I’ve written here a couple of times about some research results that appear to demonstrate that some “dumb animals” (specifically, pigs and dogs) are considerably smarter than we may have thought. We’ve also recently seen a computer system, IBM’s Watson, designed to compete successfully on the TV game show, Jeopardy!, and talked about the Turing test as a proposed method of defining an intelligent system.
An article in this week’s issue of The Economist discusses an interesting project to try to expand the scope of intelligence testing to species other than humans.
What is the IQ of a chimpanzee? Or a worm? Or a game-show-winning computer program? Or even an alien from the planet Zaarg who can learn any human language in a day, can beat chess grandmasters ten at a time and can instantly factor the products of large prime numbers? At the moment it is impossible to say.
The difficulty with existing tests is that they are all language-dependent. Even the Turing test requires a dialog between the tester and the subjects. (And IQ tests have also been accused of having intrinsic cultural biases, a claim I don’t intend to pursue here.) But two academics, José Hernández-Orallo of the Polytechnic University of Valencia, in Spain, and David Dowe of Monash University, in Australia, think that they have come up with a method for assessing intelligence that does not depend on language.
Their idea is based on a concept from computer science called the Kolmogorov complexity, also sometimes called the stochastic complexity. I will not attempt to give a formal definition here, but the complexity of a string is the shortest description of the string possible in some specified description language. For example, if we consider the following two strings of 9 decimal digits:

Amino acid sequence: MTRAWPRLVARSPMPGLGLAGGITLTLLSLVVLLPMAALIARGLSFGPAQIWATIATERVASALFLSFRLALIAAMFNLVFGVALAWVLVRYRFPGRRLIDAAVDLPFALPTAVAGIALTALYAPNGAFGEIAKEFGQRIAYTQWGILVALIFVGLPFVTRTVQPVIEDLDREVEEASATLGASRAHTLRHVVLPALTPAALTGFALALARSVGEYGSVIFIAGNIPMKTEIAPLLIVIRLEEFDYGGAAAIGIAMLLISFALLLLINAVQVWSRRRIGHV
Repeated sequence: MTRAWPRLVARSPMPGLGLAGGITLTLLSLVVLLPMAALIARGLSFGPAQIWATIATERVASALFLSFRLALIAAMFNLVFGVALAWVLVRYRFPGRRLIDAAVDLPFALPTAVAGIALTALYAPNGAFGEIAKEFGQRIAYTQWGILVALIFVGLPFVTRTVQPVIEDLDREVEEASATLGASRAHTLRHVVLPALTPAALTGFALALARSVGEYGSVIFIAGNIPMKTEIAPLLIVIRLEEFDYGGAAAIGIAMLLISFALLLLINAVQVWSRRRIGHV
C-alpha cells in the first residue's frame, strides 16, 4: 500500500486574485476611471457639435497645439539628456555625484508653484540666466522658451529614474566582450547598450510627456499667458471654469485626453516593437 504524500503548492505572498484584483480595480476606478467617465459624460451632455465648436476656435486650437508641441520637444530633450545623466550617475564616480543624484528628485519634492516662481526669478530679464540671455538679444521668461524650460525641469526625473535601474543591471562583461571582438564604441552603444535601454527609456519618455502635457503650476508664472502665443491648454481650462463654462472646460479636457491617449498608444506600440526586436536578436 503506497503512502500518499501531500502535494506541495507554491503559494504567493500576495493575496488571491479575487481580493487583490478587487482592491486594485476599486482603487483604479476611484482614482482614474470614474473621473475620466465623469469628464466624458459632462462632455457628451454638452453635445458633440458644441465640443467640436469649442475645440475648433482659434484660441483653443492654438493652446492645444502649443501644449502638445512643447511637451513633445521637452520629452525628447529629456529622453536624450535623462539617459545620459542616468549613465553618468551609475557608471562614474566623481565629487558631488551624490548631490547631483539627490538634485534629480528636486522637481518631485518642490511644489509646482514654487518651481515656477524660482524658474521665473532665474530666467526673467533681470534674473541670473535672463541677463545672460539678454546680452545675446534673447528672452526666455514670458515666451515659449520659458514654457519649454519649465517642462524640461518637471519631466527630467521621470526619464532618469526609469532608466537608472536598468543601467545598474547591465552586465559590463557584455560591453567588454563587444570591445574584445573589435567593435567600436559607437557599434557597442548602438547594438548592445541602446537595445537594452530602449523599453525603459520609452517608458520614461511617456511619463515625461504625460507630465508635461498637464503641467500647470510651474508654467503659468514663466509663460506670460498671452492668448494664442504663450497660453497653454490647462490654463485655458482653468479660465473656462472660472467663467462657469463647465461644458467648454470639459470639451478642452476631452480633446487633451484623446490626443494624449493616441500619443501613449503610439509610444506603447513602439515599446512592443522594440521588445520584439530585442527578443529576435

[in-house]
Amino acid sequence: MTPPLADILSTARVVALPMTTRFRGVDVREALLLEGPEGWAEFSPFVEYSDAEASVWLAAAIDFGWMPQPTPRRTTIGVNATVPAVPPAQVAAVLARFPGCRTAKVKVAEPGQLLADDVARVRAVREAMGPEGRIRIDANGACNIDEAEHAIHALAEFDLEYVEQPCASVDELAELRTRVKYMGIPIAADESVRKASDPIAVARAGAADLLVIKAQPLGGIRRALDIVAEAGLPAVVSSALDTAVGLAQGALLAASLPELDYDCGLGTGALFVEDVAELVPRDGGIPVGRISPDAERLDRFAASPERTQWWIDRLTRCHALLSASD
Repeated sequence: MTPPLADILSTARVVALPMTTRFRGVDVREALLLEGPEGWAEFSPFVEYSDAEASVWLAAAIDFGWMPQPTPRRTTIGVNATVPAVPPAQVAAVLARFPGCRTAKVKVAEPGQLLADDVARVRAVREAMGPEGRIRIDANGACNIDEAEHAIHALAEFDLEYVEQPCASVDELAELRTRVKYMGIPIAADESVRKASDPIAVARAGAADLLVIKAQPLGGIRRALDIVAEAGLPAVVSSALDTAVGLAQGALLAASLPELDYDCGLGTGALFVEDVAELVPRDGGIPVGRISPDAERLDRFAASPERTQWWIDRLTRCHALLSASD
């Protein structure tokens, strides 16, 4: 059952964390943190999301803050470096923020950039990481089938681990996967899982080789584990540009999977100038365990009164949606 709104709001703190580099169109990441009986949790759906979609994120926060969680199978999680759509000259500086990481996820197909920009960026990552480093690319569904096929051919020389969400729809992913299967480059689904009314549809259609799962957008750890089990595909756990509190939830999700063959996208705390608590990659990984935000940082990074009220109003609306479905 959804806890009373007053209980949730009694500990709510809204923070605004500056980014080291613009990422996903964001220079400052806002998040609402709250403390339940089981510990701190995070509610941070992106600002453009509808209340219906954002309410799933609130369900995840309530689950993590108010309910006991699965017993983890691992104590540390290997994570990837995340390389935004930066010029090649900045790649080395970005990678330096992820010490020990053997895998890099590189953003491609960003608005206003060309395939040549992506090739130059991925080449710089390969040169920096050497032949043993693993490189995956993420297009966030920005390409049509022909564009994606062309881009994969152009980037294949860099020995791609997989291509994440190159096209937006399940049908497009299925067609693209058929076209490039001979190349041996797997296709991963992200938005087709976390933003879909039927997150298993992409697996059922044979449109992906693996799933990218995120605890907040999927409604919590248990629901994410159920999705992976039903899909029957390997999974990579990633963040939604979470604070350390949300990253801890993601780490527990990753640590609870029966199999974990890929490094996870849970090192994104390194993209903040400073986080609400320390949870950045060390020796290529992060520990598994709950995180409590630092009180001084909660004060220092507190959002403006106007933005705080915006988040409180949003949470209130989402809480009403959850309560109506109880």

the second string can be described as “nine 2s”, while there is no obvious shorthand description of the first (which is the first nine significant digits of π). Similarly, the complexity of an algorithm can be measured by the length of the shortest possible program to implement it.
The researchers idea is to measure the intelligence of a given animal, or machine, by measuring the Kolmogorov complexity of the most difficult problems it can solve. The problems used would be structured in a way familiar to students of behavioral psychology.
The actual tests would employ the well-honed methods of operant conditioning, developed initially on pigeons, in which the test subject has first to work out what is going on by trial and error.
As I’ve discussed before, many of the tests that have been used to assess intelligence in other animals, such as dogs, were originally developed to be used on (small) people. The tests used here will be generated by a computer system. This, it is hoped, will eliminate possible human biases, and also allow tests of arbitrary complexity to be constructed, including ones too difficult for people.
It sounds like a fascinating project.